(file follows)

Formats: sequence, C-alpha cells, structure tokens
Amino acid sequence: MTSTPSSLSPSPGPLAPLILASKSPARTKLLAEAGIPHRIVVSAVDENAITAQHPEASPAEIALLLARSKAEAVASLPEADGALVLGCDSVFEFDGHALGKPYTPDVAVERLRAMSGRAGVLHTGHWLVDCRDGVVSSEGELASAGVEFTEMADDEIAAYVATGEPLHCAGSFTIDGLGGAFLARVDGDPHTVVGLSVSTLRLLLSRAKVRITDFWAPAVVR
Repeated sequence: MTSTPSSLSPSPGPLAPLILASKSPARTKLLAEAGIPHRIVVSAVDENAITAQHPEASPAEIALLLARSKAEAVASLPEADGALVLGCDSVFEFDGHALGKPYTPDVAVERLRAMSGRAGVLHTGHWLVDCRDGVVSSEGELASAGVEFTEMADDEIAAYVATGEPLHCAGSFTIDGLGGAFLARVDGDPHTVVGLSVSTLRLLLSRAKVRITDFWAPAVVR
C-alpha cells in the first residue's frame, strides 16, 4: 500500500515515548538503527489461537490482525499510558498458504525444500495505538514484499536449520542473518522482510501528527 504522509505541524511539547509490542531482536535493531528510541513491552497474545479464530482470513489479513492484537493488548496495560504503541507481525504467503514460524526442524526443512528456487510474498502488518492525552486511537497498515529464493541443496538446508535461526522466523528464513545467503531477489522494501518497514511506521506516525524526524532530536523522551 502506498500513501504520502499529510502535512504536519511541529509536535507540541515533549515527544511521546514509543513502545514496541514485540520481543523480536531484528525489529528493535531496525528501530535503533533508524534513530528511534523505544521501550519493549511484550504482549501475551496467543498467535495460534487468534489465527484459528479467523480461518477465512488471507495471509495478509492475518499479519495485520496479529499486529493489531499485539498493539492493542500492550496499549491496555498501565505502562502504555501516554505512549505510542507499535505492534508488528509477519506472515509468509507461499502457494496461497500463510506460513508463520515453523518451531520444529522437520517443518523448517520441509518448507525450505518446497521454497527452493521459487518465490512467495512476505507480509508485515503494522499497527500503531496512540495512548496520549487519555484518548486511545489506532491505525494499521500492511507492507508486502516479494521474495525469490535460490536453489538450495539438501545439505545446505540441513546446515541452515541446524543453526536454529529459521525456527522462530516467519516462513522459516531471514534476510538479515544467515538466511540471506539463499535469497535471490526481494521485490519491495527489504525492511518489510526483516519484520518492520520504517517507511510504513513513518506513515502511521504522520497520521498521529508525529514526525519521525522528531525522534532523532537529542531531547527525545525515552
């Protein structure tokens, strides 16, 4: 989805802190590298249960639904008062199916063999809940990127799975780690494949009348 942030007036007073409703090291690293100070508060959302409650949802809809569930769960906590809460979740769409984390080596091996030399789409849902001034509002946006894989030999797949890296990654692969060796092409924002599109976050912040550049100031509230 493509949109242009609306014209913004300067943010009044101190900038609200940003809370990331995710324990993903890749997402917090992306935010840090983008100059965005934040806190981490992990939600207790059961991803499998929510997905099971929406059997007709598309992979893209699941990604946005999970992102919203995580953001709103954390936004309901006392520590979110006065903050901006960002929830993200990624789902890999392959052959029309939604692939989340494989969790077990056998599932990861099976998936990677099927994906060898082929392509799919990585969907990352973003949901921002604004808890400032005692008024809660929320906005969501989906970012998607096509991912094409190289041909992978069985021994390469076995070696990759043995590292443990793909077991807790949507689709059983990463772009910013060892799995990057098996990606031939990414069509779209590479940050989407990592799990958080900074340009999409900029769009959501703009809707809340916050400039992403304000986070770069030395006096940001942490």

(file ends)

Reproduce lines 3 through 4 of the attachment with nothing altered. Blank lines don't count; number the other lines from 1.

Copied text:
Repeated sequence: MTSTPSSLSPSPGPLAPLILASKSPARTKLLAEAGIPHRIVVSAVDENAITAQHPEASPAEIALLLARSKAEAVASLPEADGALVLGCDSVFEFDGHALGKPYTPDVAVERLRAMSGRAGVLHTGHWLVDCRDGVVSSEGELASAGVEFTEMADDEIAAYVATGEPLHCAGSFTIDGLGGAFLARVDGDPHTVVGLSVSTLRLLLSRAKVRITDFWAPAVVR
C-alpha cells in the first residue's frame, strides 16, 4: 500500500515515548538503527489461537490482525499510558498458504525444500495505538514484499536449520542473518522482510501528527 504522509505541524511539547509490542531482536535493531528510541513491552497474545479464530482470513489479513492484537493488548496495560504503541507481525504467503514460524526442524526443512528456487510474498502488518492525552486511537497498515529464493541443496538446508535461526522466523528464513545467503531477489522494501518497514511506521506516525524526524532530536523522551 502506498500513501504520502499529510502535512504536519511541529509536535507540541515533549515527544511521546514509543513502545514496541514485540520481543523480536531484528525489529528493535531496525528501530535503533533508524534513530528511534523505544521501550519493549511484550504482549501475551496467543498467535495460534487468534489465527484459528479467523480461518477465512488471507495471509495478509492475518499479519495485520496479529499486529493489531499485539498493539492493542500492550496499549491496555498501565505502562502504555501516554505512549505510542507499535505492534508488528509477519506472515509468509507461499502457494496461497500463510506460513508463520515453523518451531520444529522437520517443518523448517520441509518448507525450505518446497521454497527452493521459487518465490512467495512476505507480509508485515503494522499497527500503531496512540495512548496520549487519555484518548486511545489506532491505525494499521500492511507492507508486502516479494521474495525469490535460490536453489538450495539438501545439505545446505540441513546446515541452515541446524543453526536454529529459521525456527522462530516467519516462513522459516531471514534476510538479515544467515538466511540471506539463499535469497535471490526481494521485490519491495527489504525492511518489510526483516519484520518492520520504517517507511510504513513513518506513515502511521504522520497520521498521529508525529514526525519521525522528531525522534532523532537529542531531547527525545525515552